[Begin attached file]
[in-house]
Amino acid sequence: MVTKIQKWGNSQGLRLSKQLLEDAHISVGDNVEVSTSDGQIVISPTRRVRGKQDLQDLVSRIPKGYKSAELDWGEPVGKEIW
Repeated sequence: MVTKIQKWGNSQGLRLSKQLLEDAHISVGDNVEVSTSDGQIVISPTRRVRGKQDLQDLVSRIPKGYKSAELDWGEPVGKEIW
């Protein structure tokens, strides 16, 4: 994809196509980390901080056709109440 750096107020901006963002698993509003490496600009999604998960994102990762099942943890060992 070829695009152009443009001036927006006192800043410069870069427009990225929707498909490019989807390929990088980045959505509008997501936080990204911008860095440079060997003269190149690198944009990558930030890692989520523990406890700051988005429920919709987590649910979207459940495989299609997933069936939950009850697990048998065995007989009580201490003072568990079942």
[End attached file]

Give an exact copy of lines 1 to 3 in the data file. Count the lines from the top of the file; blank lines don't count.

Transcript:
[in-house]
Amino acid sequence: MVTKIQKWGNSQGLRLSKQLLEDAHISVGDNVEVSTSDGQIVISPTRRVRGKQDLQDLVSRIPKGYKSAELDWGEPVGKEIW
Repeated sequence: MVTKIQKWGNSQGLRLSKQLLEDAHISVGDNVEVSTSDGQIVISPTRRVRGKQDLQDLVSRIPKGYKSAELDWGEPVGKEIW